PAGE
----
I'm taking an on-line writing workshop right now, where we write to random prompts provided by the facilitator (Cary Tennis). Two weeks ago the prompt he chose had already been used recently, so he chose a second one. I managed to work both of them into this H.P. Lovecraft-type story.
I learned from writing this that there's a reason why people often write to formula — it's easy to do!
Prompts: I wish to tell the truth but am afraid. OR We had drinks and then went up to her room.
I wish to tell the truth but am afraid no-one will believe me. In this modern age of science and reason, it is very difficult for all but the most open-minded and liberal philosophers to admit there are still secrets in this world that man was not meant to know. Still, I will put these words to paper and entrust them to my lawyer, Mr. Gibbs, in the hopes that, should this terror ever make itself or herself known again, there will be at least one other voice corroborating the experience of the next poor soul to encounter her.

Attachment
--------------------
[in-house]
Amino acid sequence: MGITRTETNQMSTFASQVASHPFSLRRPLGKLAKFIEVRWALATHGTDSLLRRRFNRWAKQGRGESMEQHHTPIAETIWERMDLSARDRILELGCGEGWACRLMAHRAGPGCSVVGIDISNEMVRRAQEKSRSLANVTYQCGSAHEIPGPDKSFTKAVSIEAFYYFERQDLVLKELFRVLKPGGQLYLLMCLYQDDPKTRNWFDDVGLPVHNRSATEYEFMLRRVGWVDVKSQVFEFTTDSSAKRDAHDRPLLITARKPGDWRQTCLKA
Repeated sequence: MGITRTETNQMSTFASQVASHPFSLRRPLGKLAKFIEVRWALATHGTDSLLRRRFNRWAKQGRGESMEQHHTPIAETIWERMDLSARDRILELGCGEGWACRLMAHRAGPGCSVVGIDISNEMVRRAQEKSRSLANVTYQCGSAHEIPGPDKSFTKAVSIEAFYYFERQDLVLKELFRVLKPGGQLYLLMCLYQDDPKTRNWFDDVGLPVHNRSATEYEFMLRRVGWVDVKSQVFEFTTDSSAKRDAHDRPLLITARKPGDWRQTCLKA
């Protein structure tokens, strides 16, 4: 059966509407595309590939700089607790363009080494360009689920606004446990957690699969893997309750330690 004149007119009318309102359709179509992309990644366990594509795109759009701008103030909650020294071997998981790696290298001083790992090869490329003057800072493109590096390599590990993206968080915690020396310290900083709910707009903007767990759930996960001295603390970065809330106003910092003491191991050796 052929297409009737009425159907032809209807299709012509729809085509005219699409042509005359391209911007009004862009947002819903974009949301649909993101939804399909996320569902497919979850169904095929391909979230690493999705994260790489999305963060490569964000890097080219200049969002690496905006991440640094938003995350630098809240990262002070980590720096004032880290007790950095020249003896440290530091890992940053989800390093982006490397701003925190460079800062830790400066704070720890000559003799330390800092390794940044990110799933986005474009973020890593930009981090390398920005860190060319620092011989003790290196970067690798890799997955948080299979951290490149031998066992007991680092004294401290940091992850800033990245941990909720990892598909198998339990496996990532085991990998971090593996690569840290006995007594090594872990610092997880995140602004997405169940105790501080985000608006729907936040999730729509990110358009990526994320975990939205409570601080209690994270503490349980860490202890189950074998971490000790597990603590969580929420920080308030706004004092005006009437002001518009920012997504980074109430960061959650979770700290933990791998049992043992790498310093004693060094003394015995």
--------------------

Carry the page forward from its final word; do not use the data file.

I call her female, because that is how she identified herself. I do not know if these creatures have differences between the sexes as humans do.
I met her on a cloudy and moonless night on the road that leads from Arkham to Boston. She was wearing a mantle of dark purple stuff that hid her figure and her features from the carriage lamp. We were far from any human habitation. It looked like rain. Basic courtesy prompted me to halt my pony and trap and enquire if she would like a lift to the next town. She nodded acquiescence and gave me a gloved hand with which to help her climb into the trap beside me.